Link Search Menu Expand Document

HTML Templates

Table of contents

  1. What is an HTML Template?
  2. Basics
  3. Directory Structure
  4. index.html
  5. dsplay-data.js
  6. Testing
  7. Packing
  8. Deploying

What is an HTML Template?

An HTML template is the piece of software responsible for rendering the content of your media in your screen.

In DSPLAY, most of media types can have its layout and presentation customized. You can change colors, fonts, images, add your brand, and totally redefine the way a media will be displayed.

The following media types allow customization through custom HTML templates:

  • Video
  • Audio
  • YouTube
  • Image
  • Web Site
  • Message
  • JSON Service
  • RSS
  • Instagram
  • Twitter
  • World Weather Forecast
  • Brazilian Lottery
  • Weather Forecast
  • Daily Horoscope

Message and JSON Service media types are too generic and because of that they don’t have a default template. So these kind of media can only be created by using a custom template.


All templates in DSPLAY are just simple HTML apps. They can be built using any tool that outputs a static HTML5 application.

Your Template can include:

  • HTML 5
  • CSS 3
  • JavaScript
  • Images
  • Fonts
  • Audio
  • Video
  • Plugin (e.g. Flash, Applet)

Directory Structure

The only requirement regarding the project structure is that you must have an index.html in the root of your project, and a file called dsplay-data.js located anywhere in the project folder. The rest of the structure is up to you.

A sample project structure can be something like:

|-- my-template
|   |-- index.html  <-- must be on the root
|   |
|   |-- scripts
|   |   |-- dsplay-data.js  <-- can be located anywhere in the template structure
|   |   |-- app.js
|   |
|   |-- images
|   |-- styles


This file is your template entrypoint, and it must be located at the root of your project.

A very simple index.html can look like the following:

<!doctype html>
    <meta charset="utf-8">
    <link rel="stylesheet" href="styles/main.css">
    <div id="root"></div>
    <script src="scripts/dsplay-data.js"></script>
    <script src="scripts/app.js"></script>

This is actually the only file required in a DSPLAY HTML template. It’s possible, although not recommended, to have a template with only the index.html file.


That’s where the magic happens.

All DSPLAY HTML template must have a file called dsplay-data.js, located anywhere and “imported” in your index.html (usually before the other scripts files).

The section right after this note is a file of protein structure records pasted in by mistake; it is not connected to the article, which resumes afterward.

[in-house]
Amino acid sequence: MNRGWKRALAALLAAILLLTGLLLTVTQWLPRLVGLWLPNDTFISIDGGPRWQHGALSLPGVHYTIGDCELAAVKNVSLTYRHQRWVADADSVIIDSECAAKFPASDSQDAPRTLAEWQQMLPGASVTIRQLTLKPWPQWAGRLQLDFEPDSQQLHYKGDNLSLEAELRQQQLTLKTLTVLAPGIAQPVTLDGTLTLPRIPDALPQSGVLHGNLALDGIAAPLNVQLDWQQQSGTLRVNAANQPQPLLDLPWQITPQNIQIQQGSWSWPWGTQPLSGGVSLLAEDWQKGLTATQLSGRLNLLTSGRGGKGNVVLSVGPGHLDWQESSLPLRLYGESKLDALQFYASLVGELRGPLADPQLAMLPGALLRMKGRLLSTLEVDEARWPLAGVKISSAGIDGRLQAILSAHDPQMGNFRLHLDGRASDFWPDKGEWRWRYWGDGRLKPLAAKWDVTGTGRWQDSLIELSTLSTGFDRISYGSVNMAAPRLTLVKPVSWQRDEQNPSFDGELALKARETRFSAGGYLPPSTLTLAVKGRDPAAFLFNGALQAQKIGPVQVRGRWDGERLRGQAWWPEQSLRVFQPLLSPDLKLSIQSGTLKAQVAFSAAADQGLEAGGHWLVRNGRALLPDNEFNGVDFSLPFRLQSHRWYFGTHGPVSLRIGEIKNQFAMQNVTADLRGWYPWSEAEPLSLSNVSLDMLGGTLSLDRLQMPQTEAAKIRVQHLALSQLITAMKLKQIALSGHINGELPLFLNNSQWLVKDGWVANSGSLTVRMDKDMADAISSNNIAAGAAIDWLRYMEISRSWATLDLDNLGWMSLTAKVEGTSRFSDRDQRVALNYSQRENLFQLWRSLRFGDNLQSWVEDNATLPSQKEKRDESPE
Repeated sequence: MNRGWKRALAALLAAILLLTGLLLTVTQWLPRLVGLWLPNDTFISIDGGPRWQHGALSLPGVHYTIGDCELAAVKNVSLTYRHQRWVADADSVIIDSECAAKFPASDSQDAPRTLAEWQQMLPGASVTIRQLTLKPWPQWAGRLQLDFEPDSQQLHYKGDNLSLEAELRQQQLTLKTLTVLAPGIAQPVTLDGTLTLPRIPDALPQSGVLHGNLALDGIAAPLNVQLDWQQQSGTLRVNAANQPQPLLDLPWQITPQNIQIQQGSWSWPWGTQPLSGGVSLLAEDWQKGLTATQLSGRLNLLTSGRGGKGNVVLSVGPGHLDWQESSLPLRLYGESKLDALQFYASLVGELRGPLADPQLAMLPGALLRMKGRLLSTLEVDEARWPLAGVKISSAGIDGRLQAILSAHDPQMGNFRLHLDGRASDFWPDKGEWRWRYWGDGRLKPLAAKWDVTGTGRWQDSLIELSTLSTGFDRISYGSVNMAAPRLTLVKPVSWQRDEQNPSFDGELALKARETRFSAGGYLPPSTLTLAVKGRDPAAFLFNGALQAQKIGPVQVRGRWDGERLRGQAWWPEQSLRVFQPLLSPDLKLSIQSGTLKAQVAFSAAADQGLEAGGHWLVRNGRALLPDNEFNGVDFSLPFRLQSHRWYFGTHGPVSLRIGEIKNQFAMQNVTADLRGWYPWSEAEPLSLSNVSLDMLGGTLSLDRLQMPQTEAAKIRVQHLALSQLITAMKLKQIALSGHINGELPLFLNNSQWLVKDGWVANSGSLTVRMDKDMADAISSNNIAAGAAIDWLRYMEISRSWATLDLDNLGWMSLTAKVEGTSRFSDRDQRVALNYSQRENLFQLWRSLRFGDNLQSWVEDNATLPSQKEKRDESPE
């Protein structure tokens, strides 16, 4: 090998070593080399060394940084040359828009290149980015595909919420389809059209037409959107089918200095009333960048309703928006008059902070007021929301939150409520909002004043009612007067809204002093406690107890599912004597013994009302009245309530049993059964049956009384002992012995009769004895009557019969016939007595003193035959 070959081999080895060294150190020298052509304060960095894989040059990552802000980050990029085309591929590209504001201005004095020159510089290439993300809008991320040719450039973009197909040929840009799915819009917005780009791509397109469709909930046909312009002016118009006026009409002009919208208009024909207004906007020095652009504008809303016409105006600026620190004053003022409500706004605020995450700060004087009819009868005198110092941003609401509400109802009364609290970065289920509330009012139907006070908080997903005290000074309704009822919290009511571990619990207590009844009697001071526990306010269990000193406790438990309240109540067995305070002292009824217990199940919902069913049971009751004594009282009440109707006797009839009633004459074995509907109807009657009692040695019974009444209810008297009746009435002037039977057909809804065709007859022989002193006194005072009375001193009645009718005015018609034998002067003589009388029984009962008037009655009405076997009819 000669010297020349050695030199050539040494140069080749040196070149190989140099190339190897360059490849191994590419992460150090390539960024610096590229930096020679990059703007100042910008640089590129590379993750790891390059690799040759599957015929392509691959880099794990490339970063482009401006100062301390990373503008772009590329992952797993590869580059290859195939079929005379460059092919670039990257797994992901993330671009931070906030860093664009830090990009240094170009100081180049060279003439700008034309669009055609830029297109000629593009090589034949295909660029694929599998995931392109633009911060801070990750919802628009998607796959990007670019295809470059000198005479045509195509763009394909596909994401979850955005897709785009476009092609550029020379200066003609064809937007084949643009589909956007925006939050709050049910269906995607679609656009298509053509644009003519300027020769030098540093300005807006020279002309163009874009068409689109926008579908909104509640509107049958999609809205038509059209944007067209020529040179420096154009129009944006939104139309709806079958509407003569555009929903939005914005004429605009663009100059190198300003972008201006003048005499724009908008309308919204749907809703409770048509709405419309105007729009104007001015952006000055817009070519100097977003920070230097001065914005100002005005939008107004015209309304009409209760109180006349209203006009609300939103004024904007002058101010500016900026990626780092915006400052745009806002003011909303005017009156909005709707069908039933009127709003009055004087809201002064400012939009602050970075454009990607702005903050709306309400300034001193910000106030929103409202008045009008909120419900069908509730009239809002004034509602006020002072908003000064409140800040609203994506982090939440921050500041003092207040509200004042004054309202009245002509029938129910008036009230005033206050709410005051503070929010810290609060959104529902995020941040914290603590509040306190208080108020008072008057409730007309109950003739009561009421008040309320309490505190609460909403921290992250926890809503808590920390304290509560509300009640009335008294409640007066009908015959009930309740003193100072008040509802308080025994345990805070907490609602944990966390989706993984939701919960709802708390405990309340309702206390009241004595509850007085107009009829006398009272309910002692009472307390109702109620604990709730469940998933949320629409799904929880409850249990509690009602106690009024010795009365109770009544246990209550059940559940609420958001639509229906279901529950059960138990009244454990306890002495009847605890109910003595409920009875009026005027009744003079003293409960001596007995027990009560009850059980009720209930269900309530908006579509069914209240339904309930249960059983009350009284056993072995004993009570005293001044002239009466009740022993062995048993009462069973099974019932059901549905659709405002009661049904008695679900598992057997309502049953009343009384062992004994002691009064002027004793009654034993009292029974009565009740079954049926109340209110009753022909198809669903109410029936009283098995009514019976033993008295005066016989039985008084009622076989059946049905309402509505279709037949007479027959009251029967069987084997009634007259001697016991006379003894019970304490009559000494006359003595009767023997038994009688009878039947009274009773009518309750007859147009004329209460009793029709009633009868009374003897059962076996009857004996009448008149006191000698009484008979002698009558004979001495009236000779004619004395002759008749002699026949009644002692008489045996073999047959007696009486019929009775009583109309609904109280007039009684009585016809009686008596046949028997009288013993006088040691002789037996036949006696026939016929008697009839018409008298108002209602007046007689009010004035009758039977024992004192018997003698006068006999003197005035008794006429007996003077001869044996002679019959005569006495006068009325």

This file must contain 3 variables of object type, like this:

var dsplay_config = {};
var dsplay_media = {};
var dsplay_template = {};

During template development, dsplay-data.js will be just a mock with your test data. The DSPLAY Player App will automatically replace this file with real content at runtime.

The following pages show in detail the fields of dsplay-data.js objects:


The easiest way to check how your template renders in the real devices (or Android emulator) is serving your HTML through some static HTTP server (e.g. serve, apache, etc) and creating a Web Site media on the Web Manager pointing to your local address.

In this way, you will be able to see how your template behaves on real devices.

Ideally, your device should have an ADB connection with your PC. This helps debugging and managing the native browser limitations.


To upload your template to the DSPLAY Web Manager you must pack all your files in a .zip file.

IMPORTANT: When zipping your template, the index.html file must be located in the root of the .zip file, not inside any folder.


To deploy your template, just create (or edit) a template in the Web Manager.

  1. Choose the media type your template applies for;
  2. Give your template a name;
  3. Choose your .zip file;
  4. Check the responsive option (it will be default soon);
  5. If your template define custom variables, you must register them clicking at the ‘Add’ button in ‘Template Vars’ region;
  6. Confirm by clicking ‘Create’.

Done! Your template is available for use.

Copyright © 2012-2020 DSPLAY - Digital Signage. Distributed by an MIT license.